LetsEncrypt certificate on backend server using NS reverse proxy

Hi all,

I was wondering if the following may be of some interest in Community; I plan to partially implement it and was wondering if there is some interest or there are better ways that I did not take in consideration.

Scenario: Customer with a single public IP address; little or no control over public DNS records (just adding some A records manually if needed) but complete control on local DNS infrastructure; you need to publish multiple HTTPS services from outside, and make them valid also on the LAN side (so self-signed certificates are not accepted in LAN). Inside the LAN, we prefer the backend services to be reachable by their local addresses (via routing) instead of being proxied. FQDN of the single service should be the same both internally (from LAN) and from outside (from WAN).

Discussion: the actual implementation of the Reverse Proxy module already permits to expose from the outside multiple protected services, but LetsEncrypt certificates are to be requested for all the services on the reverse proxy host. Plus, if you want to reach backend services via routing (not proxying) from the LAN you may get a self-signed certificate. Obviously, wildcard LE certificates are excluded in my perspective, as they require an advanced and automatizable way to interact with the DNS servers.

Let’s try to explain better the scenario with an example.

The reverse proxy FQDN is proxy.example.com (; we need to expose also webmail.example.com (e.g., www.example.com ( and connect.example.com ( with these names both internally and on the WAN side. We set up the five DNS A records to point to the single public IP, then portforwarding ports TCP/80 and TCP/443 to from your firewall (optionally, you may skip this if proxy.example.com is your firewall :slight_smile: ). Internally you may setup a split-DNS records on the local DNS server for the five FQDNs to point to the relative local IP addresses.

The actual implementation requires to request and obtain a single LE certificate for the five FQDNs on the proxy, then configure four reverse proxy vhost with the same certificate exposed. On the cons, the LE certificate is unique for the four FQDNs (which is not bad per se) but it is usable only on the proxy host: you may copy over the certificate (and the private key) from proxy.example.com to the other servers, but it may be difficult to use the certificate on the single service (I don’t think this is possible, for example, if webmail.example.com should provide a Webtop5 instance on a NS). Also adding/removing a service from certificate requires to renew the certificate for all the services, even if it is quite simple to do.

Proposed implementation: let each backend service request its own LE certificate, perusing its machinery (it is very simple for example with NS). The reverse proxy will forward LE requests to the single backend (if configured so; default behavior will not change and you may have some reverse proxy configuration working with the actual implementation and some with the proposed one) to allow releasing of the certificate on the backends. Once released from LetsEncrypt, a specific post renewal hook will copy back the certificate (and private key, unfortunately) to the proxy, so it can be configured as certificate assigned to the single vhost inside the reverse proxy.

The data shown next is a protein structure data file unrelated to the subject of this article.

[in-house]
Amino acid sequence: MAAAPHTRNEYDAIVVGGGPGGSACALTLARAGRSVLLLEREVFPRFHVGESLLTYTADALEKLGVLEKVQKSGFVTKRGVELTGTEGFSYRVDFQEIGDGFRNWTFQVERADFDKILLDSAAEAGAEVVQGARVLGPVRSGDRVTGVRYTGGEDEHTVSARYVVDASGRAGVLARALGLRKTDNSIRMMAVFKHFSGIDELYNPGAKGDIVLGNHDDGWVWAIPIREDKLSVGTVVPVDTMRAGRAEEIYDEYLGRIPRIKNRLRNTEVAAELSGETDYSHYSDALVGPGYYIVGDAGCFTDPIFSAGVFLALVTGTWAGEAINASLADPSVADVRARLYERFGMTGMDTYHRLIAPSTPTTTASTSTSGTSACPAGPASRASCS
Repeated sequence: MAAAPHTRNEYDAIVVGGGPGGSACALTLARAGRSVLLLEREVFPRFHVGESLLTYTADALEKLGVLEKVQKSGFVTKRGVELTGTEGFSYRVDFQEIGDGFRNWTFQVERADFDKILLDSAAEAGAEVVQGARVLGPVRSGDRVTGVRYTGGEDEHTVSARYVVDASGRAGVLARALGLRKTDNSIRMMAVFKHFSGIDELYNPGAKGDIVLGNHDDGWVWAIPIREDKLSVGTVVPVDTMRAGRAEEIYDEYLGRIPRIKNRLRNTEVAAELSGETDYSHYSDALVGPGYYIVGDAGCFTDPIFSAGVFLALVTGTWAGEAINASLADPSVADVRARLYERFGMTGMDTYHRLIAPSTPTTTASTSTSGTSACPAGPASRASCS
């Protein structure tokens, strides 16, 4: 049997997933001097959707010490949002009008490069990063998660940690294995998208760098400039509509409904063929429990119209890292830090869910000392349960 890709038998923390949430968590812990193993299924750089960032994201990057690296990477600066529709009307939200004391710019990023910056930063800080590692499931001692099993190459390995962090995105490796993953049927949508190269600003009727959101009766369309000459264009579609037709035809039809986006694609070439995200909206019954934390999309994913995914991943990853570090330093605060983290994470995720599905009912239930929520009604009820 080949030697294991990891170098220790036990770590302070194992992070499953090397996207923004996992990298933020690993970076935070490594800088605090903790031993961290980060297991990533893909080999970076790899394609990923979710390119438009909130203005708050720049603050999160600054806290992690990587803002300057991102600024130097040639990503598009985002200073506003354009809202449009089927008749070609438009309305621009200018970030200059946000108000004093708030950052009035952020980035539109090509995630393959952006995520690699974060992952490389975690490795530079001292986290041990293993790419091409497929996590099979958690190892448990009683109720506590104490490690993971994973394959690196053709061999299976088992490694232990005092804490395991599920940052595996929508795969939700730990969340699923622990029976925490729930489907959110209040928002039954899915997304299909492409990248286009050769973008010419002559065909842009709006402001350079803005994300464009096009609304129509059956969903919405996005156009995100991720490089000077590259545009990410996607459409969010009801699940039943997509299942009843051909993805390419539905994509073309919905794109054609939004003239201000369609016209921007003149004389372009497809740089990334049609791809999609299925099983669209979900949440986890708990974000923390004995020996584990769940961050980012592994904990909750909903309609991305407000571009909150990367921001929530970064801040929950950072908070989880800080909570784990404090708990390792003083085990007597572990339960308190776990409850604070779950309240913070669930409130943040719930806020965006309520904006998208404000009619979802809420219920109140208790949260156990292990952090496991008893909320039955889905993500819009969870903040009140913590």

Following with our example, there are now four different LE certificates (five if you consider the one already on proxy.example.com for this FQDN), one per backend service, and they are all copied over to proxy.example.com, so it can use them to secure outside connections to the relative services. Each renewal is independent and you may dismiss a service removing (or disabling) the reverse proxy configuration and shutting down the backend service. Activating a new service is a little more complex: set up an insecure/self-signed reverse proxy configuration, let the backend service request and obtain the LE certificate, then re-configure the reverse proxy to use the newly copied-over certificate.

If someone else like the proposal, I do not plan to release a Cockpit interface for it, since it would be relatively complex to code (it has some challenges, though, for a non developer) but much more complex to communicate and to use; I think some explanations on the wiki and some good old e-smith commands may do for most of the advanced users.

What do you think about it? Am I missing something (from security/scalability/whatever point of view)?

Sorry for the long post :worried:

There’s already a simple way to do this with Nethserver:

This will make it easy to get a wildcard cert for your Nethserver, and also easy to get by-name individual certs for all your local/private devices without needing to copy anything back from the Nethserver to those devices.


Something is missing in my mind to make this part work, but I will put up some tests for your proposal soon.

Thanks for the suggestion.

In short, you run ACME clients on your LAN resources that know how to talk to acme-dns. This is what I’m doing–I’m running acme-dns on my Neth server. The Neth server itself uses that to obtain its own certs (yes, it could do HTTP validation since it’s acting as a web server anyway, but it’s using the DNS method, following the instructions I put on the wiki). My pfSense router has built-in support for Let’s Encrypt, and for acme-dns–it gets its own certs and doesn’t need to be accessible from outside the network. My FreeNAS boxen use acme.sh, with a script I wrote to deploy the script to the FreeNAS UI using its API. My Ubiquiti CloudKey does something similar. As long as you can put a shell script on the device, it can probably run acme.sh, and therefore work with acme-dns.